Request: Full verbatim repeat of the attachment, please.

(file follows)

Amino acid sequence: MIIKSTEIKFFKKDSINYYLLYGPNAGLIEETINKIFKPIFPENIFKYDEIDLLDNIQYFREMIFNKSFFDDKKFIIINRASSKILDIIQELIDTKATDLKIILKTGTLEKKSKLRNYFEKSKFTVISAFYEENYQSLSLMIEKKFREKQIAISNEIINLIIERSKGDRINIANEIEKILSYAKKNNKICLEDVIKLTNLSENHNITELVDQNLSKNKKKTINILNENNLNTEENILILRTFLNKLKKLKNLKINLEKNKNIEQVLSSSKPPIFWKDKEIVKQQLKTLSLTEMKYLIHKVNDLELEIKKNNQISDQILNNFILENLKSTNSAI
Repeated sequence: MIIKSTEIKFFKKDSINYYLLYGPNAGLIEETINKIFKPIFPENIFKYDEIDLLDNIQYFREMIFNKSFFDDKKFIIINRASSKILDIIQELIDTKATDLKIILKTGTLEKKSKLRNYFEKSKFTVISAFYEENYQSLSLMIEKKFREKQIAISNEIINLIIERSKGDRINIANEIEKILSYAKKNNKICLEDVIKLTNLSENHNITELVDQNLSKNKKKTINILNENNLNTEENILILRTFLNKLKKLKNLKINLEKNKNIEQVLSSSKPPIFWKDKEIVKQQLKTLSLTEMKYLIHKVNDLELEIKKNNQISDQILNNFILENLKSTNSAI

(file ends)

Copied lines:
Amino acid sequence: MIIKSTEIKFFKKDSINYYLLYGPNAGLIEETINKIFKPIFPENIFKYDEIDLLDNIQYFREMIFNKSFFDDKKFIIINRASSKILDIIQELIDTKATDLKIILKTGTLEKKSKLRNYFEKSKFTVISAFYEENYQSLSLMIEKKFREKQIAISNEIINLIIERSKGDRINIANEIEKILSYAKKNNKICLEDVIKLTNLSENHNITELVDQNLSKNKKKTINILNENNLNTEENILILRTFLNKLKKLKNLKINLEKNKNIEQVLSSSKPPIFWKDKEIVKQQLKTLSLTEMKYLIHKVNDLELEIKKNNQISDQILNNFILENLKSTNSAI
Repeated sequence: MIIKSTEIKFFKKDSINYYLLYGPNAGLIEETINKIFKPIFPENIFKYDEIDLLDNIQYFREMIFNKSFFDDKKFIIINRASSKILDIIQELIDTKATDLKIILKTGTLEKKSKLRNYFEKSKFTVISAFYEENYQSLSLMIEKKFREKQIAISNEIINLIIERSKGDRINIANEIEKILSYAKKNNKICLEDVIKLTNLSENHNITELVDQNLSKNKKKTINILNENNLNTEENILILRTFLNKLKKLKNLKINLEKNKNIEQVLSSSKPPIFWKDKEIVKQQLKTLSLTEMKYLIHKVNDLELEIKKNNQISDQILNNFILENLKSTNSAI